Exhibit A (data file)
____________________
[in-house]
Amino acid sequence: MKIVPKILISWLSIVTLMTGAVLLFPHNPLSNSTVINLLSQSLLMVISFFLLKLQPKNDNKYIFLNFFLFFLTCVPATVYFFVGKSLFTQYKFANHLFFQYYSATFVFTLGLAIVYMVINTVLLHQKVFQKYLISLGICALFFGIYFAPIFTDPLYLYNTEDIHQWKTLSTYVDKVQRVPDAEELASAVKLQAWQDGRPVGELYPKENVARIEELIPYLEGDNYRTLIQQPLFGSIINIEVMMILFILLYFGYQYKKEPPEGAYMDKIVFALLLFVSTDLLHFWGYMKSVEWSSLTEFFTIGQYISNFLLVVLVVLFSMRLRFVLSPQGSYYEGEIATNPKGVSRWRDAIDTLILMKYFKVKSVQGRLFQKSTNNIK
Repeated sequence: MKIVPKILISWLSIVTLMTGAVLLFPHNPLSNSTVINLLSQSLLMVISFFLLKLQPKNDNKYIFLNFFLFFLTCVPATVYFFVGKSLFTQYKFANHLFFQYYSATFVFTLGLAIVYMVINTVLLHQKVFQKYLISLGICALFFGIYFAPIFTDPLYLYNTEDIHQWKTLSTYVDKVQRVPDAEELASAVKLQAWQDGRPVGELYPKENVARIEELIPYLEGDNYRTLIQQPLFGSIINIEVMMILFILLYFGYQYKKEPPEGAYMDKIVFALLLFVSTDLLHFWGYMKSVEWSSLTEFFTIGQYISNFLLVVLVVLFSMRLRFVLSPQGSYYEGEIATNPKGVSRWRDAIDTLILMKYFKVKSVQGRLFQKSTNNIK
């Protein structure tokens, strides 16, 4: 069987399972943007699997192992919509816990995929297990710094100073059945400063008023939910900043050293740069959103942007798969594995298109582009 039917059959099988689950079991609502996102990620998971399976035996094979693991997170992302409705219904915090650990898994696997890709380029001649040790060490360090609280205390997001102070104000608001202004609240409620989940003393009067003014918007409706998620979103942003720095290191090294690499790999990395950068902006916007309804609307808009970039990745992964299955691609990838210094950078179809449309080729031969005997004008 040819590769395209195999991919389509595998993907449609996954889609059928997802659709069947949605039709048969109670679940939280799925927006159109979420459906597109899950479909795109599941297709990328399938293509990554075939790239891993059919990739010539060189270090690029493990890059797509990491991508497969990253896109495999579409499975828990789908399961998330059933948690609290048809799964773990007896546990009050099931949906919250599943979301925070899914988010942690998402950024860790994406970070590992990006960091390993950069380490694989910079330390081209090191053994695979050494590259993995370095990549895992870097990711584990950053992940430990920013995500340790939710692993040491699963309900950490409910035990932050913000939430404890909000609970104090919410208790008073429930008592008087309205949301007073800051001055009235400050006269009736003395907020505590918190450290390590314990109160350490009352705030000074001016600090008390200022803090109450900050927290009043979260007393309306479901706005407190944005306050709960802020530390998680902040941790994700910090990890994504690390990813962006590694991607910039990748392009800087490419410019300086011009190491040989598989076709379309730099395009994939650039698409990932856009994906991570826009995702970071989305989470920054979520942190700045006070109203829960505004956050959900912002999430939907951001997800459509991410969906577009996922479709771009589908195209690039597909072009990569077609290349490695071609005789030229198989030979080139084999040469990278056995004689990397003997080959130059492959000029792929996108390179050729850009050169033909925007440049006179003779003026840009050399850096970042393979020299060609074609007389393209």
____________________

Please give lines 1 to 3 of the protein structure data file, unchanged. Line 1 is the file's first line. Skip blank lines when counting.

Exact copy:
[in-house]
Amino acid sequence: MKIVPKILISWLSIVTLMTGAVLLFPHNPLSNSTVINLLSQSLLMVISFFLLKLQPKNDNKYIFLNFFLFFLTCVPATVYFFVGKSLFTQYKFANHLFFQYYSATFVFTLGLAIVYMVINTVLLHQKVFQKYLISLGICALFFGIYFAPIFTDPLYLYNTEDIHQWKTLSTYVDKVQRVPDAEELASAVKLQAWQDGRPVGELYPKENVARIEELIPYLEGDNYRTLIQQPLFGSIINIEVMMILFILLYFGYQYKKEPPEGAYMDKIVFALLLFVSTDLLHFWGYMKSVEWSSLTEFFTIGQYISNFLLVVLVVLFSMRLRFVLSPQGSYYEGEIATNPKGVSRWRDAIDTLILMKYFKVKSVQGRLFQKSTNNIK
Repeated sequence: MKIVPKILISWLSIVTLMTGAVLLFPHNPLSNSTVINLLSQSLLMVISFFLLKLQPKNDNKYIFLNFFLFFLTCVPATVYFFVGKSLFTQYKFANHLFFQYYSATFVFTLGLAIVYMVINTVLLHQKVFQKYLISLGICALFFGIYFAPIFTDPLYLYNTEDIHQWKTLSTYVDKVQRVPDAEELASAVKLQAWQDGRPVGELYPKENVARIEELIPYLEGDNYRTLIQQPLFGSIINIEVMMILFILLYFGYQYKKEPPEGAYMDKIVFALLLFVSTDLLHFWGYMKSVEWSSLTEFFTIGQYISNFLLVVLVVLFSMRLRFVLSPQGSYYEGEIATNPKGVSRWRDAIDTLILMKYFKVKSVQGRLFQKSTNNIK